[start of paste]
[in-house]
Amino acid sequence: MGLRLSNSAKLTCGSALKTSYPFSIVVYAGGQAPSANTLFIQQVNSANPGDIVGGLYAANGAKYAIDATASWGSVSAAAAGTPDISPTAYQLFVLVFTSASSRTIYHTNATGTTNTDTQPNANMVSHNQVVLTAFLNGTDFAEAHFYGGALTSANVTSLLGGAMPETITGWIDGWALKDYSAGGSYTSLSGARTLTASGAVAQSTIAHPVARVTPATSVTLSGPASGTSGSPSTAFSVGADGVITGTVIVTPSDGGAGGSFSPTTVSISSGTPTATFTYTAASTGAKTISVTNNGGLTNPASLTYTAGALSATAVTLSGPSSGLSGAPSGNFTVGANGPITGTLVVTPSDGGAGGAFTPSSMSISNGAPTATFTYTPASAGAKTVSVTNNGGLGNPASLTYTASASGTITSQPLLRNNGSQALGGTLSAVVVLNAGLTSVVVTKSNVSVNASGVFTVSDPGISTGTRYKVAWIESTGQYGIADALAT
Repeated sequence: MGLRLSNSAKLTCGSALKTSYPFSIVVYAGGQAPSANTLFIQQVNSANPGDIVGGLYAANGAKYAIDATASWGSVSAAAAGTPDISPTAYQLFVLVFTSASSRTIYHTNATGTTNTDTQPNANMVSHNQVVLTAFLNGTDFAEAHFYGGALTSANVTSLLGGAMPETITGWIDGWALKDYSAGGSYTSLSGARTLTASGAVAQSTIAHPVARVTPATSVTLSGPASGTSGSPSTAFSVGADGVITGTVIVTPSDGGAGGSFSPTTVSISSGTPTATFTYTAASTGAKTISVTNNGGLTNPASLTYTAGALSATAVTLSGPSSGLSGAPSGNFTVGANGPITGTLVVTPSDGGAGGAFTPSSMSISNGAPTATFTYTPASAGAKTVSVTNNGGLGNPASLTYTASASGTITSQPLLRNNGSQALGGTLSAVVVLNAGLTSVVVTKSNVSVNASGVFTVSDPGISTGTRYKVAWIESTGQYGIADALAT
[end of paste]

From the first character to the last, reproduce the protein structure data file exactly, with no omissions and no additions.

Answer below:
[in-house]
Amino acid sequence: MGLRLSNSAKLTCGSALKTSYPFSIVVYAGGQAPSANTLFIQQVNSANPGDIVGGLYAANGAKYAIDATASWGSVSAAAAGTPDISPTAYQLFVLVFTSASSRTIYHTNATGTTNTDTQPNANMVSHNQVVLTAFLNGTDFAEAHFYGGALTSANVTSLLGGAMPETITGWIDGWALKDYSAGGSYTSLSGARTLTASGAVAQSTIAHPVARVTPATSVTLSGPASGTSGSPSTAFSVGADGVITGTVIVTPSDGGAGGSFSPTTVSISSGTPTATFTYTAASTGAKTISVTNNGGLTNPASLTYTAGALSATAVTLSGPSSGLSGAPSGNFTVGANGPITGTLVVTPSDGGAGGAFTPSSMSISNGAPTATFTYTPASAGAKTVSVTNNGGLGNPASLTYTASASGTITSQPLLRNNGSQALGGTLSAVVVLNAGLTSVVVTKSNVSVNASGVFTVSDPGISTGTRYKVAWIESTGQYGIADALAT
Repeated sequence: MGLRLSNSAKLTCGSALKTSYPFSIVVYAGGQAPSANTLFIQQVNSANPGDIVGGLYAANGAKYAIDATASWGSVSAAAAGTPDISPTAYQLFVLVFTSASSRTIYHTNATGTTNTDTQPNANMVSHNQVVLTAFLNGTDFAEAHFYGGALTSANVTSLLGGAMPETITGWIDGWALKDYSAGGSYTSLSGARTLTASGAVAQSTIAHPVARVTPATSVTLSGPASGTSGSPSTAFSVGADGVITGTVIVTPSDGGAGGSFSPTTVSISSGTPTATFTYTAASTGAKTISVTNNGGLTNPASLTYTAGALSATAVTLSGPSSGLSGAPSGNFTVGANGPITGTLVVTPSDGGAGGAFTPSSMSISNGAPTATFTYTPASAGAKTVSVTNNGGLGNPASLTYTASASGTITSQPLLRNNGSQALGGTLSAVVVLNAGLTSVVVTKSNVSVNASGVFTVSDPGISTGTRYKVAWIESTGQYGIADALAT